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A Network Approach to Educator Support

One of my biggest insights following my time with Converge is that an impact network structure may not be possible or appropriate for every collaborative endeavor. But just as the principles and practices of network cultivation are remarkably similar across impact networks, so too are the principles of a network approach, which can be embraced by many different entities. 

I had the opportunity to deliver a workshop on network cultivation last summer for the Networks for Education Equity Community of Practice, facilitated by Community Wealth Partners and funded by the Bill and Melinda Gates Foundation

The cohort convened eight educational support organizations around a common interest in exploring ways to support better outcomes for Black and Latino students and students experiencing poverty. The community of practice provided a space for its members to learn from peers, pilot new approaches, inspire further learning and collective action, and share insights with the field. 

About half way through the workshop, one participant raised their hand and said:

“I’m not sure that my organization is an impact network.”

I asked if anyone else felt this way. A few more hands went up. A breakthrough! 

I was describing an impact network in a specific way — a group of individuals and/or organizations that are intentionally coordinated and convened to connect, learn, and collaborate on behalf of a shared purpose — but that definition felt limiting to some whose structures looked a little different. 

I’m so grateful to that participant for speaking up.

Many of the entities in the community of practice had the word “network” in their name, but they were organized in a variety of ways. It wouldn’t be practical or feasible for most of them to completely restructure to fit one definition of a network. Still, over the course of our conversations, they illuminated ways to strengthen their work using a network approach.

At the close of the cohort, I partnered with the team at Community Wealth Partners to develop a report that synthesizes key takeaways from the cohort through the lens of network theory and practice.

This report leverages a great deal of wisdom from experts and practitioners around the world, including cohort members, the Community Wealth Partners team, and many network leaders and systems thinkers from whom I continue to learn a great deal.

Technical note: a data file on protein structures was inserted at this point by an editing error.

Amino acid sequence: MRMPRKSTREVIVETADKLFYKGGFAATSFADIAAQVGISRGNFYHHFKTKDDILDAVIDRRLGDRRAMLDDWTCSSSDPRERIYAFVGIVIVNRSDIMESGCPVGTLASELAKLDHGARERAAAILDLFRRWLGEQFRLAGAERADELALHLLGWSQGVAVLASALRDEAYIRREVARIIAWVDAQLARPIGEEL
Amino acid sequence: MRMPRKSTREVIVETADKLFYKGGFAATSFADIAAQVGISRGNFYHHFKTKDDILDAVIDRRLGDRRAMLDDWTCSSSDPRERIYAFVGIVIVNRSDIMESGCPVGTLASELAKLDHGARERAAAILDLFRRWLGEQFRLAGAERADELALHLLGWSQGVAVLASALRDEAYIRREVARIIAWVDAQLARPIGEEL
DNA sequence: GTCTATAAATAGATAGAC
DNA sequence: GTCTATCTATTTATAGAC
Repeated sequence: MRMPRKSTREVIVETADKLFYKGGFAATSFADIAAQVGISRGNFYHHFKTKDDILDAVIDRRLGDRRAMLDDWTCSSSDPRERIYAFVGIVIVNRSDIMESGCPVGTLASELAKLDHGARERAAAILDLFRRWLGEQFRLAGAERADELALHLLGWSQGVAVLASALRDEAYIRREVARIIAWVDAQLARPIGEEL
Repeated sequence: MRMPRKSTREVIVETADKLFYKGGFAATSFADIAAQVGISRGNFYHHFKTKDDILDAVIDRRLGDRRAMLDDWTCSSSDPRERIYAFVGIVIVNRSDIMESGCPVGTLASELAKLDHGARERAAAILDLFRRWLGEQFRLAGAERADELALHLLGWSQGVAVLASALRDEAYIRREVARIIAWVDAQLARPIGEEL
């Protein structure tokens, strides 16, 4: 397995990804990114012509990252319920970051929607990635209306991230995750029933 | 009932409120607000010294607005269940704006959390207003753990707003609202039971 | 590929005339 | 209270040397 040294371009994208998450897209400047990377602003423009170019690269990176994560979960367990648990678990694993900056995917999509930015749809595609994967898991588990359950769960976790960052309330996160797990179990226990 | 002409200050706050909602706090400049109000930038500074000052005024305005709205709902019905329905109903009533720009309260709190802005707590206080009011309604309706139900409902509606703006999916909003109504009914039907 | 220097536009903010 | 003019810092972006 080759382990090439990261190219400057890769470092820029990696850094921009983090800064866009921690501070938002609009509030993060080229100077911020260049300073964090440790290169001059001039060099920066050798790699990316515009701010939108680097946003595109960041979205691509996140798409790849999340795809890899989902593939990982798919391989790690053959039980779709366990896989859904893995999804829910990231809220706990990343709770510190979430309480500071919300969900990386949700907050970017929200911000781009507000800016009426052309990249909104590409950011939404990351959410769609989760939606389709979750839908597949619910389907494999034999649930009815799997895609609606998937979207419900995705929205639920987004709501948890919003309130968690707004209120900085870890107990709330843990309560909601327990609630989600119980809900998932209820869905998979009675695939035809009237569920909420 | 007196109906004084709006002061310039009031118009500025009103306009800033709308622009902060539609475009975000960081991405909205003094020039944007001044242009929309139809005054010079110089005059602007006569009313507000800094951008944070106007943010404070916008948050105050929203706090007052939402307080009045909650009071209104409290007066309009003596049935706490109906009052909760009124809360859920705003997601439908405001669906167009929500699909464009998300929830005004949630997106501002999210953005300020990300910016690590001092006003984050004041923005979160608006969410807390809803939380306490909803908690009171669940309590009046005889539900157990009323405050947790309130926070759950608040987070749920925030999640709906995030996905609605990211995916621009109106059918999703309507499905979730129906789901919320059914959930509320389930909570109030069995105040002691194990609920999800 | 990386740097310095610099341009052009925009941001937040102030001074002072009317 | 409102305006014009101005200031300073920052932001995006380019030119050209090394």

An excerpt and link to the full report are below.


A Network Approach to Educator Support

Cultivating Human Systems to Advance Educational Equity


We coexist in webs of relationships. From family to workplace, local community to society at large, relationships are the bedrock of the human experience. Core to taking a network approach is embracing the fact that we are not only interconnected through these systems of relationships but also interdependent — our actions and behaviors affect those around us in both obvious and subtle ways.

We can think of this perspective as a network mindset. “Those who have embraced the network mindset see themselves as part of a larger web of activity — as one of many nodes in the system, not the central hub,” David Ehrlichman writes in Impact Networks. “In this way, the network mindset shift can also be characterized as an evolution of focus from me to we .” In essence, a network approach is the process of putting this mindset into practice.

Cultivating the relationships that shape our world gives us access to diverse perspectives — the key to developing a more holistic understanding of the systems we hope to change. When those relationships are rooted in trust, we are more open to different points of view and more willing to voice ideas of our own. The insights that emerge from this context better equip us to navigate our increasingly complex world.

Education is changing in dynamic and multifaceted ways, and the challenges educators face are systemic. The educational inequities that disproportionately affect Black and Latino students and students experiencing poverty can’t be traced to one singular cause or solved by one entity alone. To manage the complexity of their field, educational support organizations (ESOs) can provide immense value by creating opportunities for their members to connect, learn, and collaborate across differences. From a place of connection, openness, and trust, education professionals can pool their collective wisdom and explore these challenges from many different angles. This coordinated interaction gives way to learning, innovation, and creative solutions that no single person could have imagined alone — the network approach in action.

Taking a network approach often presents a departure from traditional planning and operating methods. The following guiding principles help to illuminate the essence of this approach and how it may differ from dominant organizational frameworks:

Prioritize Relationships
Practice Humility
Promote Openness
Prepare for Emergence

These principles are expressed in the ways we approach tasks, make choices, and interact with others.

Read the full report here to explore each principle and how it looks in practice.


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